As a 1940s creation, Green Lantern‘s premise is a bit silly at face value: an intergalactic police corps is empowered by green rings that can manifest anything that the wearer imagines, since green is the color of will and is the most powerful force in the universe. Each member of the Lantern Corps protects a planet, having been chosen by the ring. The main source of trouble is usually yellow power, which is the color of fear. Keep in mind, this was a comic created in the 40s. Ryan Reynolds plays as the first human Lantern, Hal Jordan, an arrogant and reckless jet pilot who lost his father in a plane crash and hides a crippling fear of suffering the same fate. His fear is so bad that he accidentally crashes a jet during a training session, getting fired from his job and losing the favor of his childhood sweetheart and friend & wingman Carol Ferris (Blake Lively). Meanwhile, an unstoppable and evil entity known as Parallax, a raging cloud of planet-consuming yellow power, is on a rampage through the galaxy, and the Lantern Corps is powerless to stop him. Giving his life fighting Parallax, one Lantern named Abin Sur crashes on Earth and releases his ring to choose a new Lantern. The ring, of course, settles on Hal, who journeys to the Lantern homeworld of Oa to get trained by the intensely reluctant Sinestro (Mark Strong) so that he can join the Corps against Parallax. Back on Earth, scientist Hector Hammond (Peter Sarsgaard) is given the privilege of doing a report on the body of the deceased Abin Sur and gets infected with traces of residual yellow power from Sur’s battle with Parallax, which causes his head to swell and his anger and fear to grow the point of supervillainy. Hal must overcome his fear, master the ring, and defeat both Parallax and Hammond before they destroy Earth. Again, 1940s comic book here.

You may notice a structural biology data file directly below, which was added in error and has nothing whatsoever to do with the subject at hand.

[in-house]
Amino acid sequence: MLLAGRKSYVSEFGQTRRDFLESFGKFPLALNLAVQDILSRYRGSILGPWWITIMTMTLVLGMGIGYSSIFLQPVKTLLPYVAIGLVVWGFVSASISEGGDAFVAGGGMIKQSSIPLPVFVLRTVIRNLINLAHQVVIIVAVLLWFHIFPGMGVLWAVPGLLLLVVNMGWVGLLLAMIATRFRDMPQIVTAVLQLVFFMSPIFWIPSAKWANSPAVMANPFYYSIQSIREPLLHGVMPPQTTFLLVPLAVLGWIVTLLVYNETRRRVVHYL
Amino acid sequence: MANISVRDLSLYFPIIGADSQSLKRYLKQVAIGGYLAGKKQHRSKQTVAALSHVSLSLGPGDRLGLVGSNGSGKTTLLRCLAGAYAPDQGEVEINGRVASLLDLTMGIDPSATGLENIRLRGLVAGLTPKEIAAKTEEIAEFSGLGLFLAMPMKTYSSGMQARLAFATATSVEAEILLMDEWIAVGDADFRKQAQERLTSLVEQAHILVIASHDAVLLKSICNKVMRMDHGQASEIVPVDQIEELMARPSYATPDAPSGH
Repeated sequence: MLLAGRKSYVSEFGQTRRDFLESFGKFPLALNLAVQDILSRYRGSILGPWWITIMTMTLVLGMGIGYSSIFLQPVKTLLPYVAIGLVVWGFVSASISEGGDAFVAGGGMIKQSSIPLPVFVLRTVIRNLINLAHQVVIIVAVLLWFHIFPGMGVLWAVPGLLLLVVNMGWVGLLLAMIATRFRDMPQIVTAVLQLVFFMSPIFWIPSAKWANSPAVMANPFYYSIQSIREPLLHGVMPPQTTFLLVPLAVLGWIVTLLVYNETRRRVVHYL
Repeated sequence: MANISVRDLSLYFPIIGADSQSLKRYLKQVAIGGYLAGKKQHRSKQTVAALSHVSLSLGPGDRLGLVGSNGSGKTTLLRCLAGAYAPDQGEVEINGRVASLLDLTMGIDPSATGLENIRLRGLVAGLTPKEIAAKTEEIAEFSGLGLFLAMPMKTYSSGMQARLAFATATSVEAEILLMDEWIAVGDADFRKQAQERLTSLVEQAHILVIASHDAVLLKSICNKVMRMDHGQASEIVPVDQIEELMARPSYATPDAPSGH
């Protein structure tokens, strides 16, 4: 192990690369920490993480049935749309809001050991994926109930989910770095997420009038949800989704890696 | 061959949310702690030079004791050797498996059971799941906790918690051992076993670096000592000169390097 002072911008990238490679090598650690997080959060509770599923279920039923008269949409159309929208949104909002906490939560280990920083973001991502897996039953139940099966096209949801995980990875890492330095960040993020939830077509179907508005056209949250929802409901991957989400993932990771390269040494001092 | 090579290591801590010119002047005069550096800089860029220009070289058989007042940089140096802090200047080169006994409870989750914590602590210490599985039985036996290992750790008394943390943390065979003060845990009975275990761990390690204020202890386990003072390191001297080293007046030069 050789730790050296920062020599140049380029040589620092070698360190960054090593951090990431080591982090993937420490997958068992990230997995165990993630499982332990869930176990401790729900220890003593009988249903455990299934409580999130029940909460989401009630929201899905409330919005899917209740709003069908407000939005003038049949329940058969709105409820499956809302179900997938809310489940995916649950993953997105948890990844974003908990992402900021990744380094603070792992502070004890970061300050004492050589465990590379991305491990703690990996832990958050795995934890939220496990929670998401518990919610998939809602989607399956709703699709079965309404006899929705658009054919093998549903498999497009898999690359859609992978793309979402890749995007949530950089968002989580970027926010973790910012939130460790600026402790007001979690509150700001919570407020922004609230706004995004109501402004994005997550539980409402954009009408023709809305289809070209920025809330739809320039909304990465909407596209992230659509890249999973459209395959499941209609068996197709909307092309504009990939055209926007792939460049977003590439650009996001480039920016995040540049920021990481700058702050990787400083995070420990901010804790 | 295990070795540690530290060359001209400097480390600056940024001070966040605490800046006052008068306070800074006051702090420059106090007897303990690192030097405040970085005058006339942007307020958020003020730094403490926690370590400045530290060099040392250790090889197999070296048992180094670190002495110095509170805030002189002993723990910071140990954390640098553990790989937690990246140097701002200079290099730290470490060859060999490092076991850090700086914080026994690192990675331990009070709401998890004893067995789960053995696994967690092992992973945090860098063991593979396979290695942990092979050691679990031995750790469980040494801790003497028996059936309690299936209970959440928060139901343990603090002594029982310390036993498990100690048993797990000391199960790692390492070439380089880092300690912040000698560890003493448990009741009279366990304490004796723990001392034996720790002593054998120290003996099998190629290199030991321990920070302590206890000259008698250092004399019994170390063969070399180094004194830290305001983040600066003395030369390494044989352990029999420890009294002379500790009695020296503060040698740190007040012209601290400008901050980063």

Martin Campbell is easily one of my favorite directors working today. He made two solid action flicks out of the Zorro franchise, ushered a new era of absurdity in the 007 film Goldeneye, and ironically grounded the series back in reality with the fantastic reboot Casino Royale. He even managed to make last year’s otherwise horrible Mel Gibson thriller Edge of Darkness minimally bearable. Campbell’s handle on visceral action sequences is matched by few other current directors. His sense of energy is still palpable in Green Lantern, as the action has a very fast-paced feel to it. Lanterns rapidly switching between conjured weapons and flying around to punch and shoot things is very exciting to watch, even if it is ridiculous. Campbell has never done a film of this scope before, but on a strictly directorial level, he handles it relatively well, even if he does seem a tad overwhelmed at times. The actors on hand here illustrate Campbell’s high and low points in terms of handling his actors. Sometimes, he can bring out excellent performances from his players, and other times he doesn’t much care about deep performances and instead lets the actors go their own way. This results in fairly average performances from the likes of Ryan Reynolds and Blake Lively (who seems very out of place), while Peter Sarsgaard and Tim Robbins do very well and make their respective and collective scenes very entertaining to watch.